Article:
Following are the factors affecting tool life.
- Cutting speed
- Feed and Depth of cut
- Tool material
- Tool geometry
- Work material
- Nature of cut
- The rigidity of the machine tool work system
- Cutting fluids
The most important variable influencing tool life is cutting speed.
Tool life decreases with cutting speed according to the relationship v r’ = C.
Feed and Depth of cut
Another tool life equation proposed includes feed and depth of cut in addition to cutting speed V.
Tool materials that can withstand high cutting temperatures while retaining mechanical properties and geometry will have a longer life.
High hardness gives the tool good wear resistance but reduces its toughness and shock resistance.
Higher thermal shock resistance, thermal conductivity, and low coefficient of thermal expansion materials result in longer tool life.
Tool life is affected by the geometry of the tool in the following ways:
- A greater positive rake angle reduces cutting forces and heat generation, resulting in longer tool life.
- However, increasing the rake angle has an inverse effect on tool strength and reduces the area of heat conduction, potentially leading to early tool failure.
- Relief or clearance angle helps to increase tool life by preventing rubbing of the tool flank’ against the work. Larger angles, once again, mechanically weaken the tool.
- Cutting edge angles have a similar effect on tool life.
- The nose radius improves the surface finish and tool strength. As a result, tool life is extended.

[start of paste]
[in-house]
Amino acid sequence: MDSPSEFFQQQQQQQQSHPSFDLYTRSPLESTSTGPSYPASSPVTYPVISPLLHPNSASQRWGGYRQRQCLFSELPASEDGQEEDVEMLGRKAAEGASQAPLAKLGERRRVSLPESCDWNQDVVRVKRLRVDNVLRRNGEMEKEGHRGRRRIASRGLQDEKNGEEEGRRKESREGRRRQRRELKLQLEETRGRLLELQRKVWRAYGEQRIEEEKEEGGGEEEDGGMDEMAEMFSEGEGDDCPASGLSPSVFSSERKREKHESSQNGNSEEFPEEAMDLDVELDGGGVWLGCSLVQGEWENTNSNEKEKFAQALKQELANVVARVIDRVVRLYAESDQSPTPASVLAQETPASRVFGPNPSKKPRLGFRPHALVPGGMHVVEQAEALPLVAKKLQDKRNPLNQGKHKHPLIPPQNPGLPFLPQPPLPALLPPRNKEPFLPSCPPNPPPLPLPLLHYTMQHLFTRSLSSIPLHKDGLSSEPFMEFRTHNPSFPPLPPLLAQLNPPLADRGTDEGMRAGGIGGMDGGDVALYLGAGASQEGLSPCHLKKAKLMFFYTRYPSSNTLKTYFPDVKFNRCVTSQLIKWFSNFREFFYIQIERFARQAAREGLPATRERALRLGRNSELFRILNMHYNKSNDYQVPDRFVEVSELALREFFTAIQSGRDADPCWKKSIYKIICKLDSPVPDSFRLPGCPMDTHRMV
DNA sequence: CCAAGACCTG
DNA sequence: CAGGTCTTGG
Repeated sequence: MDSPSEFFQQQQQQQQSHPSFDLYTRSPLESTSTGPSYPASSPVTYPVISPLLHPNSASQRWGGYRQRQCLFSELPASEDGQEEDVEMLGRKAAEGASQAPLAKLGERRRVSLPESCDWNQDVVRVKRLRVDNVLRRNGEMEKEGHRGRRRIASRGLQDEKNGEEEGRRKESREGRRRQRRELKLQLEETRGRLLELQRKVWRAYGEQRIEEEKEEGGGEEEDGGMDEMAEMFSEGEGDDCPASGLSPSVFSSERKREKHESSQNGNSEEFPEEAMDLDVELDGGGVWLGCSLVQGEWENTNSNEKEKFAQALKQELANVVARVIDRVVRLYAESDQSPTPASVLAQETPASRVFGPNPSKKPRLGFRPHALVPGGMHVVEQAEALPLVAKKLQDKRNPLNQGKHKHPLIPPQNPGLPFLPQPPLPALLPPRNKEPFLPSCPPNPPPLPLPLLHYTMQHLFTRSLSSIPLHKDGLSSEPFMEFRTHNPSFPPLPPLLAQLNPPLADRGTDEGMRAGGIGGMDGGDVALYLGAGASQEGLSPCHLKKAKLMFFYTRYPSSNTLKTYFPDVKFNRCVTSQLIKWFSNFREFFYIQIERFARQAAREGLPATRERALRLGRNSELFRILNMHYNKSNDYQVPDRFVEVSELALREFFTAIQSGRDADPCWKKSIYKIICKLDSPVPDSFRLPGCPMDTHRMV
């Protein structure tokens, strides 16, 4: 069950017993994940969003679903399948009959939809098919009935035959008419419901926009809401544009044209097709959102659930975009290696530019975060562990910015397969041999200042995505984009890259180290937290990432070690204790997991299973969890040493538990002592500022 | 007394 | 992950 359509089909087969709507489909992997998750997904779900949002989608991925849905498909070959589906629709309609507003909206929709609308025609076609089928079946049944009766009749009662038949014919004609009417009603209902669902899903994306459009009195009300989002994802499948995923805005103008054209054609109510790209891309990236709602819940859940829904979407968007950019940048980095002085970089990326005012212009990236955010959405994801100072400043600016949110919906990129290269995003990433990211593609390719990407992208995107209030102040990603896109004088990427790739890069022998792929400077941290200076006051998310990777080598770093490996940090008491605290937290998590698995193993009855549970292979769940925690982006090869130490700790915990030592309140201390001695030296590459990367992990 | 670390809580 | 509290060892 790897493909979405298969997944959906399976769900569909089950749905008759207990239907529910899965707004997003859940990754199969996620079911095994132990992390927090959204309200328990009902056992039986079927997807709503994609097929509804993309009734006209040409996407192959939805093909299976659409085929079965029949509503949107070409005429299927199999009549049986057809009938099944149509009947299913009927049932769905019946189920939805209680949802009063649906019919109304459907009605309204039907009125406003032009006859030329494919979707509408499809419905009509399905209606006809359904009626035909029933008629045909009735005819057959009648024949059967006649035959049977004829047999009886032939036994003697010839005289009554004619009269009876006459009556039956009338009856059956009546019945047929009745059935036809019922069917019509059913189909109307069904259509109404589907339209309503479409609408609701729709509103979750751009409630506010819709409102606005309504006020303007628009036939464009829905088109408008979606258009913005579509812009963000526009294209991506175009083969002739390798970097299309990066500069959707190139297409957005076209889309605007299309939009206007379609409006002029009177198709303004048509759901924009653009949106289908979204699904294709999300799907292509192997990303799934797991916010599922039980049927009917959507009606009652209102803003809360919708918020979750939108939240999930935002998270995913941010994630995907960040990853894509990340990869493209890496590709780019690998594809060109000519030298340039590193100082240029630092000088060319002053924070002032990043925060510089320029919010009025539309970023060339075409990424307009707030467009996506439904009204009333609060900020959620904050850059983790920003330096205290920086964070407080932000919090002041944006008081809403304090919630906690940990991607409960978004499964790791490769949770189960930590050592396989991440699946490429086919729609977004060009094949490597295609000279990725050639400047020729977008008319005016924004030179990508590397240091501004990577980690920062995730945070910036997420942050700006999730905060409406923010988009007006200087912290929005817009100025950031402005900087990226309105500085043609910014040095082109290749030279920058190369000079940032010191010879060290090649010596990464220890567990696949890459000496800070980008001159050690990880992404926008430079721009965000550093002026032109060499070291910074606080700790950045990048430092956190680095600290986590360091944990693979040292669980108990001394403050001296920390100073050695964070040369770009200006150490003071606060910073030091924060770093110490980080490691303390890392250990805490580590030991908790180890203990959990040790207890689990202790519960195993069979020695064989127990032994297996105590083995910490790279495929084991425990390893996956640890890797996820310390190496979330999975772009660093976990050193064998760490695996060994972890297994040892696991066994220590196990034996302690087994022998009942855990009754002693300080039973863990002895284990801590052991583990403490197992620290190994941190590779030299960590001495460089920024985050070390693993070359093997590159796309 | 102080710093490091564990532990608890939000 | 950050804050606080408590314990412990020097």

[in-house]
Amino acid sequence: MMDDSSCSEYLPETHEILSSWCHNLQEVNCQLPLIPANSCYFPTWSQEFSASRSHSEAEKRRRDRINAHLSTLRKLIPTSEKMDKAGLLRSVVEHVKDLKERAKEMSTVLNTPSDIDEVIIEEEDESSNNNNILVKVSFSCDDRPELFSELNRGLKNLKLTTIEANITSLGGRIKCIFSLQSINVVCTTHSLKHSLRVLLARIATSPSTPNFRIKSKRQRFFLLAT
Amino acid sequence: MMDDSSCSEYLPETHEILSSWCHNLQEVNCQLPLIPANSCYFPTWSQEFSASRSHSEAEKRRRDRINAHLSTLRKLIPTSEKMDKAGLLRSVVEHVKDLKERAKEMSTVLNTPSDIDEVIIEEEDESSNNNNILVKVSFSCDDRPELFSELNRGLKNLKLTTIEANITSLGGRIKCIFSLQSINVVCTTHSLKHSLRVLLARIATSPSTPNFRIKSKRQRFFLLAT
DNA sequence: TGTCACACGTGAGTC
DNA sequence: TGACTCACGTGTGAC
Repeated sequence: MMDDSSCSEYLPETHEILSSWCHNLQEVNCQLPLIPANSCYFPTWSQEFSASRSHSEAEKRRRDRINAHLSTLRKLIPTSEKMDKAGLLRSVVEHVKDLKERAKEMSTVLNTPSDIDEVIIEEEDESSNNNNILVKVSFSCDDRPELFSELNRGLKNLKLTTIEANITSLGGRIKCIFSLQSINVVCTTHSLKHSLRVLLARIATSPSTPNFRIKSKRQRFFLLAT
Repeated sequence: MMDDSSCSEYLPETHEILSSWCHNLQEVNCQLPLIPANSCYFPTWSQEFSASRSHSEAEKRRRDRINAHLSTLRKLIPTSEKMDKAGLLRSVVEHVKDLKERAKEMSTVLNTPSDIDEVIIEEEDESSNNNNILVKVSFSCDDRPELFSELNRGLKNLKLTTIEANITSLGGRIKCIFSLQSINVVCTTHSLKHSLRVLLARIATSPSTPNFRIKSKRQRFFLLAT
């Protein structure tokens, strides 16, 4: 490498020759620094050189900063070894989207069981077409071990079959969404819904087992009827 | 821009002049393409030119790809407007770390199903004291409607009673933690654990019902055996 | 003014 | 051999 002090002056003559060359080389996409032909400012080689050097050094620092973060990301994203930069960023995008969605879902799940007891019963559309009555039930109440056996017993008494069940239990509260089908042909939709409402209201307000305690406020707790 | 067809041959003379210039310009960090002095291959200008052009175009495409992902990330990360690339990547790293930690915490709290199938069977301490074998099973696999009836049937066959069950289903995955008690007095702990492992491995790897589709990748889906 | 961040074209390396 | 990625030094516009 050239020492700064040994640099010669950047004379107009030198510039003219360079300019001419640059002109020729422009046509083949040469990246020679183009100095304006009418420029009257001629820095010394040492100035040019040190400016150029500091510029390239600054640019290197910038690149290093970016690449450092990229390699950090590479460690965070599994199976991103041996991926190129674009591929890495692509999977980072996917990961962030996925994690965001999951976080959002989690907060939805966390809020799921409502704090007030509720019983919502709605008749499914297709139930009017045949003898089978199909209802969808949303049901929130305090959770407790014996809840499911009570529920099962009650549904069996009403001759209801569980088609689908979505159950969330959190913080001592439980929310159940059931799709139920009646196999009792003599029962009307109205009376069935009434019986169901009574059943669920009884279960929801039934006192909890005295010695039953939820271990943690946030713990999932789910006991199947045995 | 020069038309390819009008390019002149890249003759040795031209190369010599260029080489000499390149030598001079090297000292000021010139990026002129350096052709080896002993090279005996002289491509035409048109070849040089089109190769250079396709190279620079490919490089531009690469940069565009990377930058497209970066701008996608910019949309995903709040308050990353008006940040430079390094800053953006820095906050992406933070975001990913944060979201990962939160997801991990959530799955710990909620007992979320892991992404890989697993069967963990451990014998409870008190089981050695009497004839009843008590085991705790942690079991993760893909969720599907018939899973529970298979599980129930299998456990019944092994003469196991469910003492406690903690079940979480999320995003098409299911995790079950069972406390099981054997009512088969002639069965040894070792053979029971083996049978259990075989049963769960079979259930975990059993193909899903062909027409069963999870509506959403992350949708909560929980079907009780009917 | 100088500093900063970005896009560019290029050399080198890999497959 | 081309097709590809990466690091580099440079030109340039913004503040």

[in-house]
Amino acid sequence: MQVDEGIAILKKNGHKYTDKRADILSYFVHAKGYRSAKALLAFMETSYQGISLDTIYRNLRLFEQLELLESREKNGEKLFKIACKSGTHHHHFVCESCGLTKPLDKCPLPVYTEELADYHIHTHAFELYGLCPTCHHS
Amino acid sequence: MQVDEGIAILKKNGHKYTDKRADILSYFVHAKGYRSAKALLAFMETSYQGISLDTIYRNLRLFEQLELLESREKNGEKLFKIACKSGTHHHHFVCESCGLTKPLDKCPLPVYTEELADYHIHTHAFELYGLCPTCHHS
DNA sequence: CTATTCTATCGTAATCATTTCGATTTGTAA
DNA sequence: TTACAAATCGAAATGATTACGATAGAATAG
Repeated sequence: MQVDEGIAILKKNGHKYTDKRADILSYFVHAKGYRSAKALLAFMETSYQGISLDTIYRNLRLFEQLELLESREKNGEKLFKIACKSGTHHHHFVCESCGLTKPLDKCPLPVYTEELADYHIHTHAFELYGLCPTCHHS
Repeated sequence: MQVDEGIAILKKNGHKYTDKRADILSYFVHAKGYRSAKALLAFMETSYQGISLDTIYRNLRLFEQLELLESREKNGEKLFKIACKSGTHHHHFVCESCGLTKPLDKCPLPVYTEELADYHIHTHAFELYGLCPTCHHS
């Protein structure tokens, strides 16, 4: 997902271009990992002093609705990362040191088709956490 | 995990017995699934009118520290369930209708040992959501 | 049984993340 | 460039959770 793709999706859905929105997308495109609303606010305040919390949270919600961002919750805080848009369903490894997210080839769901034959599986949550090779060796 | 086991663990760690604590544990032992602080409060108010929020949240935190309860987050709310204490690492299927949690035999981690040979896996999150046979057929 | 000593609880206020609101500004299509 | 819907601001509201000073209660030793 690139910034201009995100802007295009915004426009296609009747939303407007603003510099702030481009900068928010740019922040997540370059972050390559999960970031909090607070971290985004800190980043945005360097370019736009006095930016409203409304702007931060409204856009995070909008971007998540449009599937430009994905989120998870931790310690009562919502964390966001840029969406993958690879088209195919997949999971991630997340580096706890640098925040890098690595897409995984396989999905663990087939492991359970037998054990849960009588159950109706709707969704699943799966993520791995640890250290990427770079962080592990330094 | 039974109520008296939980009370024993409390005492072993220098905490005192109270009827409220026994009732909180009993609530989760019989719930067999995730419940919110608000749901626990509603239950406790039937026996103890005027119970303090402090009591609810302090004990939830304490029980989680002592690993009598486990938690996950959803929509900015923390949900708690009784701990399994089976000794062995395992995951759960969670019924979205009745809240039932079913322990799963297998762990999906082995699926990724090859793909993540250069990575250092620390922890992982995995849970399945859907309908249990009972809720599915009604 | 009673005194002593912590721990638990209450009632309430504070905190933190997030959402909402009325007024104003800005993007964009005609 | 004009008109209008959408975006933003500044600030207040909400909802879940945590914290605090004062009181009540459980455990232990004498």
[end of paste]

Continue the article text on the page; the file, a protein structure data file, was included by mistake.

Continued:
Harder work materials require more power and wear on the tool, resulting in shorter tool life. Tool wear is increased by impurities or hard constituents in the work material. Scales and oxide layers present on the work material are highly abrasive and reduce tool life. Pure metals tend to adhere to the tool surface, resulting in high friction and wear rates and shorter tool life.
Nature of cut
When compared to continuous cutting, intermittent cutting reduces tool life. Shock loading caused by work surface discontinuities or hard spots reduces tool life.
The rigidity of the machine tool work system
During the machining operation, both the machine tool and the workpiece should remain rigid.
Any vibrations produced may result in intermittent cutting, variations in cutting forces, and shock rather than continuous cutting, reducing tool life.
Cutting fluids reduce forces and transfer heat away from the tool, extending tool life; moreover, cutting fluids also aid in the reduction of friction, the improvement of surface finish, and the removal of chips.
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